The RGB change remains to work well.

Where is my fault?


Klaus





Peace worldwide - it starts here...

RE: How to distinguish in a grid by different grid-lines via their backcolor

Hi Klaus,

You have to add a procedure yam may want to call MyFontBold() (see code below)

CODE -->

*!*	grid_calculatedcolumn.prg
PUBLIC goForm

goForm = NEWOBJECT("form1")
goForm.Show
Read Events

Close all
Clear All

RETURN


**************************************************
DEFINE CLASS form1 AS form
	AutoCenter = .T.
	Caption = "Grid with running total"
	Width = 522
	MinHeight = This.Height
	MinWidth = This.Width
	MaxWidth = This.Width
 
	ADD OBJECT grid1 AS grid WITH ;
		ColumnCount = -1, ;
		Left = 12, ;
		Top = 36, ;
		Width = ThisForm.Width - 24, ;
		Height = ThisForm.Height - 72, ;
		RecordSource = "curTemp", ;
		Anchor = 15
 
		PROCEDURE grid1.Init
		
                        This.SetAll("Dynamicbackcolor", "ThisForm.myColor()","Column")
			This.SetAll("DynamicFontBold", "ThisForm.myFontBold()","Column")

			WITH This.Column1
				.Width = 90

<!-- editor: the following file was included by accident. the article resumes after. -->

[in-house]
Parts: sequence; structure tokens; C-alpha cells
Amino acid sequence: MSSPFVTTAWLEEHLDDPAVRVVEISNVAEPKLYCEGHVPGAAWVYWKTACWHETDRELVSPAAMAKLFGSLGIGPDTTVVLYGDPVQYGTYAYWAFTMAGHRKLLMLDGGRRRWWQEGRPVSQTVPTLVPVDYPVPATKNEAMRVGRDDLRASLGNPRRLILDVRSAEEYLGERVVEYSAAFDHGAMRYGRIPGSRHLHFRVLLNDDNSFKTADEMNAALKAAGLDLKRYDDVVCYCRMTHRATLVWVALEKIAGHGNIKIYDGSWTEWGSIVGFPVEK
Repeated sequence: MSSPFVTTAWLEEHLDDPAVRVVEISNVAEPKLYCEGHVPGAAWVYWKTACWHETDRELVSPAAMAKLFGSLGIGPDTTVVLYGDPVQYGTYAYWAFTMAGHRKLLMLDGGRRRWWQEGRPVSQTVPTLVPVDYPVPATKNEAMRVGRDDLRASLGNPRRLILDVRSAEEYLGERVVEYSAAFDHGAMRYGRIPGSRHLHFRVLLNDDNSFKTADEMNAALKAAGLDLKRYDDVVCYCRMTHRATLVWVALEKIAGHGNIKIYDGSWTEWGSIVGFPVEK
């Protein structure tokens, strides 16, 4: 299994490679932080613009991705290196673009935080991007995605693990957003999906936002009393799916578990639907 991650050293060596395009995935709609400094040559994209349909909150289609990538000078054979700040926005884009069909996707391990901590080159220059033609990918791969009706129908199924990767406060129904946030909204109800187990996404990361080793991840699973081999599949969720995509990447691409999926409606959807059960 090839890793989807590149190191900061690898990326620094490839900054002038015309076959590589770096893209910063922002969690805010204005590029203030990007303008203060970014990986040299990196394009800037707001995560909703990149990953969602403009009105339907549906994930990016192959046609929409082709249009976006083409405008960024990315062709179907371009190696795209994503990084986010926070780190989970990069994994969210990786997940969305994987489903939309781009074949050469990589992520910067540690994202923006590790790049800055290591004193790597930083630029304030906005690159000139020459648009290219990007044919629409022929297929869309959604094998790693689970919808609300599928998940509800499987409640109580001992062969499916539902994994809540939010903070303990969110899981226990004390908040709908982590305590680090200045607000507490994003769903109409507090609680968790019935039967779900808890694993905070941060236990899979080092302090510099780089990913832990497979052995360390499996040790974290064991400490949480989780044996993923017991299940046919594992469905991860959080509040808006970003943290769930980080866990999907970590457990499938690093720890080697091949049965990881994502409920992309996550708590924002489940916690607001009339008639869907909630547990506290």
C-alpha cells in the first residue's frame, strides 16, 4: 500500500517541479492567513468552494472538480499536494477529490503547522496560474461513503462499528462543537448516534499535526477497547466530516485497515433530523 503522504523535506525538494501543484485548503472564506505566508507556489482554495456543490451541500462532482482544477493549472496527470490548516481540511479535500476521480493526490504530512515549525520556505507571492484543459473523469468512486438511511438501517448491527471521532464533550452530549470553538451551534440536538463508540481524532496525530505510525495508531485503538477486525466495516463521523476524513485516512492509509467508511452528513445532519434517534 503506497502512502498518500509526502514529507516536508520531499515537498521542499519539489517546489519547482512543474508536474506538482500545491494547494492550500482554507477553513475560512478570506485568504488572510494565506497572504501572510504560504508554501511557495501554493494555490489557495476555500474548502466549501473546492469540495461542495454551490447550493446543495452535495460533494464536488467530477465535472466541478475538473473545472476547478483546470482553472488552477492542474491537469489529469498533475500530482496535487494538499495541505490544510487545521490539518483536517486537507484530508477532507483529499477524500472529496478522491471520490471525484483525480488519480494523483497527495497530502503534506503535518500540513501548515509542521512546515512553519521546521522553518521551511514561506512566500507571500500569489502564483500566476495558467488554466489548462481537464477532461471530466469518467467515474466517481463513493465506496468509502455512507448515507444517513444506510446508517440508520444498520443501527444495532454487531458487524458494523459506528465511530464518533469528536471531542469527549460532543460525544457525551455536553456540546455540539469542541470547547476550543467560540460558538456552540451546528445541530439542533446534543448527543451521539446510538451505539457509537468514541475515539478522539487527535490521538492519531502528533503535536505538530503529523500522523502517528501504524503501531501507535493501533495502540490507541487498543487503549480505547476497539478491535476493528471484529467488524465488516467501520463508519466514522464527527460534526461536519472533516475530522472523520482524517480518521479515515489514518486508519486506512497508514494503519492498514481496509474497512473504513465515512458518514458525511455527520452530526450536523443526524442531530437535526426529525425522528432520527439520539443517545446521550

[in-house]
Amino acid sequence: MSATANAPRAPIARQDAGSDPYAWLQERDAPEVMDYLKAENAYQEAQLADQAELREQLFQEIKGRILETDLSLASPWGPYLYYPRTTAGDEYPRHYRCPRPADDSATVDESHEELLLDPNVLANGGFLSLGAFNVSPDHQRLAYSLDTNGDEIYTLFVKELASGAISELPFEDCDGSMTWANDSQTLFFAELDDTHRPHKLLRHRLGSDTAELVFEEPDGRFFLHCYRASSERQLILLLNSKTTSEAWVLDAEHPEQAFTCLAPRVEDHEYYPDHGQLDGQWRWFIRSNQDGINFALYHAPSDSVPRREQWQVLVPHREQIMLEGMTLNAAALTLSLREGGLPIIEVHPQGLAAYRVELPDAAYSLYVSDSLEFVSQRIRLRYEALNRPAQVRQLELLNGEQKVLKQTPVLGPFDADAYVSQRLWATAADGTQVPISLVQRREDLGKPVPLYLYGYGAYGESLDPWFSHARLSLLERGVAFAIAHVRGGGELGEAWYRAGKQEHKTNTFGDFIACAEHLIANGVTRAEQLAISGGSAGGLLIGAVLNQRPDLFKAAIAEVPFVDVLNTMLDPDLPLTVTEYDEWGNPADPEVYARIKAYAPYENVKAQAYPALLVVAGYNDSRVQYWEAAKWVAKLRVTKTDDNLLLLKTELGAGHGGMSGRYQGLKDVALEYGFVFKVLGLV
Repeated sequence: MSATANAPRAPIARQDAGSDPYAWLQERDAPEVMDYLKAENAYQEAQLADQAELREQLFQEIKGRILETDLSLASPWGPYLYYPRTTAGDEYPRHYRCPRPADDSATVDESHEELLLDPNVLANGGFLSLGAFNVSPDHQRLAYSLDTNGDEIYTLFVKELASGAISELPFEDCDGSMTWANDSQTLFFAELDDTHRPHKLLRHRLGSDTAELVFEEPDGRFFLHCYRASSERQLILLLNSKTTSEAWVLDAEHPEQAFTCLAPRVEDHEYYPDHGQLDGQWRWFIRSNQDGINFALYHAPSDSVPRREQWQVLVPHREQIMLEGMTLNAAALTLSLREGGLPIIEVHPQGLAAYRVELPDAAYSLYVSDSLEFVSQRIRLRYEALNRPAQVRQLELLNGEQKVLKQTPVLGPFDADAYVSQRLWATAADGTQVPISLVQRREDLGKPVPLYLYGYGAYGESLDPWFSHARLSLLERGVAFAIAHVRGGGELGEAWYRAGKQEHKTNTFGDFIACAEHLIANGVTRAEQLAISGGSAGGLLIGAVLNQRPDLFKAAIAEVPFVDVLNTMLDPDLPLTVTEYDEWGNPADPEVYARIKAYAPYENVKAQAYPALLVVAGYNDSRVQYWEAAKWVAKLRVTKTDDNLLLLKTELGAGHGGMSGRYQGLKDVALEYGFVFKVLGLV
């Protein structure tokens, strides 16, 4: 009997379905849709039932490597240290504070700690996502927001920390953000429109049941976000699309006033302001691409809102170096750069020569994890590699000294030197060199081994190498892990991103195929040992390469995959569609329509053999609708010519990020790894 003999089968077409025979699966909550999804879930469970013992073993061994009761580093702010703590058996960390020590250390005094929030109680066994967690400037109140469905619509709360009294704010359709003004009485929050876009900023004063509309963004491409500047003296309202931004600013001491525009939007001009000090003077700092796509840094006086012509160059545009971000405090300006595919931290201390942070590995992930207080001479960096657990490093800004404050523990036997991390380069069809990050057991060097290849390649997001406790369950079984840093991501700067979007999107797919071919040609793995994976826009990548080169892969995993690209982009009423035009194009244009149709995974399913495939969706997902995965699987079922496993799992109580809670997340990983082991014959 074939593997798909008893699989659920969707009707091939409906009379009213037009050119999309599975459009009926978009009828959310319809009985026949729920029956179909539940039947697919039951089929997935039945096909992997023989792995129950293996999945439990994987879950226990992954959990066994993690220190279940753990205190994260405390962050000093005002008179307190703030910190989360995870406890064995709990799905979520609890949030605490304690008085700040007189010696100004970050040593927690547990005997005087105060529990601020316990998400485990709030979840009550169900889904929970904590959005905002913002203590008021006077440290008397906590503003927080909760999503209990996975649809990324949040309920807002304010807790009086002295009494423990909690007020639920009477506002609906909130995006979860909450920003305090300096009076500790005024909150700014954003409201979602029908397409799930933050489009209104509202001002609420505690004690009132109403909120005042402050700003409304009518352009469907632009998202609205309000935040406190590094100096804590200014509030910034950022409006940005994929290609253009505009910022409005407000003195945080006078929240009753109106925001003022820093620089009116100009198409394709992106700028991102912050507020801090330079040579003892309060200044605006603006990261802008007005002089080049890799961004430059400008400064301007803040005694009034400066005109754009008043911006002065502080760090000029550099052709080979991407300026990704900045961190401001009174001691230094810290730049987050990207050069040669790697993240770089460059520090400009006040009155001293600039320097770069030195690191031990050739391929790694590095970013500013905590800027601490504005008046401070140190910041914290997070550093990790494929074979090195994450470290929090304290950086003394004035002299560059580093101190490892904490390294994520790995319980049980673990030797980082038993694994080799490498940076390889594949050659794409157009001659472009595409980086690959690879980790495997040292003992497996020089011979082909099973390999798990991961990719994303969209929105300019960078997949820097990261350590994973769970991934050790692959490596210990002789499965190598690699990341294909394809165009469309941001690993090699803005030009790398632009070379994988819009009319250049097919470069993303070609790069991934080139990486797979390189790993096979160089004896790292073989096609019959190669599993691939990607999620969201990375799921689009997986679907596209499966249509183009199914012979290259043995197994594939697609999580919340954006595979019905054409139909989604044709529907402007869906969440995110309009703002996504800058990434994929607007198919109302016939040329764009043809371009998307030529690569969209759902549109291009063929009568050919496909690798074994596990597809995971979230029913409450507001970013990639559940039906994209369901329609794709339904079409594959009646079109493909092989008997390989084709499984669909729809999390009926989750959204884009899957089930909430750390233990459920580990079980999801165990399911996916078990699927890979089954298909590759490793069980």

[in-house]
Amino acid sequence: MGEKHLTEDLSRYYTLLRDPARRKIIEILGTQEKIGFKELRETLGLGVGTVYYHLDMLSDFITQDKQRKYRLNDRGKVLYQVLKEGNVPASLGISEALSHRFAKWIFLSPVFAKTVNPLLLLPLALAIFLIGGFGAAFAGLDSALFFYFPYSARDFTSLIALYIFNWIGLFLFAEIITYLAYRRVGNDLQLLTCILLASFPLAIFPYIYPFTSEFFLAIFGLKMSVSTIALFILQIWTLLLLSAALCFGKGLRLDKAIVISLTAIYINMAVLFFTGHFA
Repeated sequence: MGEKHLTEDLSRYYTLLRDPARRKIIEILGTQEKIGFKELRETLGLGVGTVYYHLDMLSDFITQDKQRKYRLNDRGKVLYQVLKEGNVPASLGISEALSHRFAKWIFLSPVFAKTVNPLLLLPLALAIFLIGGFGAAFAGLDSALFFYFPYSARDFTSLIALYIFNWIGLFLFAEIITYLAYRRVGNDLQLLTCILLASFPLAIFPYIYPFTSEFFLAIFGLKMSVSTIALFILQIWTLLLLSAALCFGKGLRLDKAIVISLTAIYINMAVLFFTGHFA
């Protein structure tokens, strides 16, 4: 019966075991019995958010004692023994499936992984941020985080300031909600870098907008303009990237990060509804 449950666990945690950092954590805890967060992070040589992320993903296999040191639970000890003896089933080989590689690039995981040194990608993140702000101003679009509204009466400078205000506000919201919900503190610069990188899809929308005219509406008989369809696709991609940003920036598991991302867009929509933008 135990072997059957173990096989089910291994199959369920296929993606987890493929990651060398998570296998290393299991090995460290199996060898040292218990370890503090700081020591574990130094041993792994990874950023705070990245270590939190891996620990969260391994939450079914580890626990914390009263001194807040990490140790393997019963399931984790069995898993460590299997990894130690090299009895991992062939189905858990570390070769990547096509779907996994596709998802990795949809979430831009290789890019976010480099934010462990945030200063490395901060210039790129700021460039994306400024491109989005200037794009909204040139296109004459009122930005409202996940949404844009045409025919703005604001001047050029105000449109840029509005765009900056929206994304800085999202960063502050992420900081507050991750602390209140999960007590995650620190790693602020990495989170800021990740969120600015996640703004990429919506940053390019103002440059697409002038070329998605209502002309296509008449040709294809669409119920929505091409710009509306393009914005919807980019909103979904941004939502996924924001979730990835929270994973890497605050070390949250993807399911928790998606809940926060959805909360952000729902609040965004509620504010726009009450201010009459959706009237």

.Header1.Caption = "Name"
			ENDWITH

			WITH This.Column2
				.Width = 90
				.Header1.Caption = "Street"
			ENDWITH

			WITH This.Column3
				.Width = 90
				.Header1.Caption = "Area Code"
			ENDWITH			
			
			WITH This.Column4
				.Width = 90
				.Header1.Caption = "Town"
			ENDWITH			
			
			WITH This.Column5
				.Width = 90
				.Header1.Caption = "Phone"
			ENDWITH
		 ENDPROC 

	ADD OBJECT cmdPrint AS CommandButton WITH ;
		Left = 12, Top = 6, Height = 24, Caption = "Print Report"
		
		PROCEDURE cmdPrint.Click()
			SELECT * FROM curTemp ORDER BY 1 INTO CURSOR curPrint
			MODIFY REPORT rptNames
			REPORT FORM rptNames NOCONSOLE PREVIEW 
		
		ENDPROC

PROCEDURE Mycolor()
	IF UPPER(cTown) = "BASEL" OR UPPER(cTown) = "BERLIN"
	
		RETURN RGB(125,255,255)

	ELSE
		RETURN RGB(255,255,0)

	ENDIF 
ENDPRO